Data Presented at ASCO Showed TORISEL Significantly Increased Quality-Adjusted Survival for Patients with Advanced Renal Cell Carcinoma
dditional Data Examined Overall Survival in Patients with Advanced RCC Regardless of Tumor Cell Type
Collegeville, Pa.– Wyeth Pharmaceuticals, a division of Wyeth (NYSE:WYE), today presented two analyses of the phase 3 clinical trial of TORISEL™ (temsirolimus) for the treatment of advanced renal cell carcinoma (RCC) at a poster discussion session at the 43rd American Society of Clinical Oncology (ASCO) Annual Meeting in Chicago, Ill. Investigators concluded that TORISEL improves overall survival of patients with advanced RCC with both clear-cell and other tumor cell types, and that patients with advanced RCC who were treated with TORISEL had significantly greater quality-adjusted survival − a measure that incorporates patient feedback regarding their time without symptoms and side effects − than those treated with interferon-alpha.
Renal cell carcinoma accounts for approximately 85 percent of kidney cancers. The American Cancer Society estimates that 51,190 new cases of kidney cancer will be diagnosed this year, and more than 40 percent of patients will be diagnosed initially with advanced disease.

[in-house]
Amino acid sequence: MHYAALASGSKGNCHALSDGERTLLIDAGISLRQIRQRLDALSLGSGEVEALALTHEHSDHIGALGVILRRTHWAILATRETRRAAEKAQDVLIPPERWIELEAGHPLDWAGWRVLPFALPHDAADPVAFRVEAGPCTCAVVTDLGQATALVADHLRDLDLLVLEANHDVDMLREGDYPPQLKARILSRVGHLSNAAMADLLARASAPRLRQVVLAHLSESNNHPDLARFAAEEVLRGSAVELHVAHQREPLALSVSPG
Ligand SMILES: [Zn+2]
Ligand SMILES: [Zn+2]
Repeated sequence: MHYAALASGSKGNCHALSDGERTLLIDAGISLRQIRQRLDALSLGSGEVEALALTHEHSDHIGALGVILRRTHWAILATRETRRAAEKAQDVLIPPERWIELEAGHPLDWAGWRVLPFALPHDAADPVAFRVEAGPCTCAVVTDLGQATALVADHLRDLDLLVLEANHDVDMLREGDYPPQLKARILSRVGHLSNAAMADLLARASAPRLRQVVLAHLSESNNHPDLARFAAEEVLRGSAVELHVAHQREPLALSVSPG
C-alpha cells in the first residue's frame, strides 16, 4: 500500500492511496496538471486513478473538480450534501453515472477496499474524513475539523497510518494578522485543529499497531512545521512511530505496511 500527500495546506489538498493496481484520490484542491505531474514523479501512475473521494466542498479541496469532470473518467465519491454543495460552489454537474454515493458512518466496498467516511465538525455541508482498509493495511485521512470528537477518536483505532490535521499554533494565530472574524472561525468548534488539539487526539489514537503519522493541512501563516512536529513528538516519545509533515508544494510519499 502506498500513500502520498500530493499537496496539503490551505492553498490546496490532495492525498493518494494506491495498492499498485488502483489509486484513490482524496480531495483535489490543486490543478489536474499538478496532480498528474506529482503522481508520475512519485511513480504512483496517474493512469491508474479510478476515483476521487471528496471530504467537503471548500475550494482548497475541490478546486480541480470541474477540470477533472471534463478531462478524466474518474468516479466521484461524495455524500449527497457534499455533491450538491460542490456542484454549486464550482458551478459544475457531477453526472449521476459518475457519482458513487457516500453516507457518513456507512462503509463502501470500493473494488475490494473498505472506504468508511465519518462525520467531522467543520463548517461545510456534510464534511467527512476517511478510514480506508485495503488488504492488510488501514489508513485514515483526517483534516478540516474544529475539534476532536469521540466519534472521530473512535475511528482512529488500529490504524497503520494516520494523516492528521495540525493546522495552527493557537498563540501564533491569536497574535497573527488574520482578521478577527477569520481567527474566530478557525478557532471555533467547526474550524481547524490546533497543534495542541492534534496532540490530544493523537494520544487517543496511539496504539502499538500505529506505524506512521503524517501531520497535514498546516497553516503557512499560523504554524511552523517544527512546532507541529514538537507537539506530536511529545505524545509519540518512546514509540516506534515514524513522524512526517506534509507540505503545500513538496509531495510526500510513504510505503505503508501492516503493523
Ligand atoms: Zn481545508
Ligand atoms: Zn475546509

The two abstracts are analyses of data from the pivotal trial of TORISEL, an open-label, randomized, phase 3 clinical trial comparing TORISEL or a combination of TORISEL plus interferon-alpha to interferon-alpha alone as first-line therapy in 626 patients with advanced RCC and poor prognostic features.
“The results of these analyses expand our understanding of temsirolimus in patients with advanced kidney cancer,” says Janice Dutcher, M.D., Associate Director for Clinical Affairs, Our Lady of Mercy Medical Center, Bronx, N.Y., and Professor of Medicine, New York Medical College, Valhalla, N.Y. “The data also improve our knowledge of patients’ perception of their health during this time on therapy.”
About Abstract 5049: Comparison of Quality-Adjusted Survival Time in Patients With Advanced Renal Cell Carcinoma Receiving First-Line Treatment With Temsirolimus (TEMSR) or Interferon-α (IFN) or the Combination of IFN+TEMSR
Overall survival time of patients with advanced RCC enrolled in the pivotal study was categorized into three distinct health states:
* Toxicity, defined as time spent with any severe or life-threatening treatment-related toxicity before disease progression
* Relapse, defined as the period following disease progression, ending with death or censoring
* Time without symptoms of progression or toxicity
Patients were asked to complete quality-of-life questionnaires at several points: at weeks 12 and 32 of the study, when they experienced a serious adverse event, and upon relapse, progression of disease, or withdrawal from the study. Their answers were used to determine quality-adjusted time without symptoms or toxicity, a pre-defined endpoint.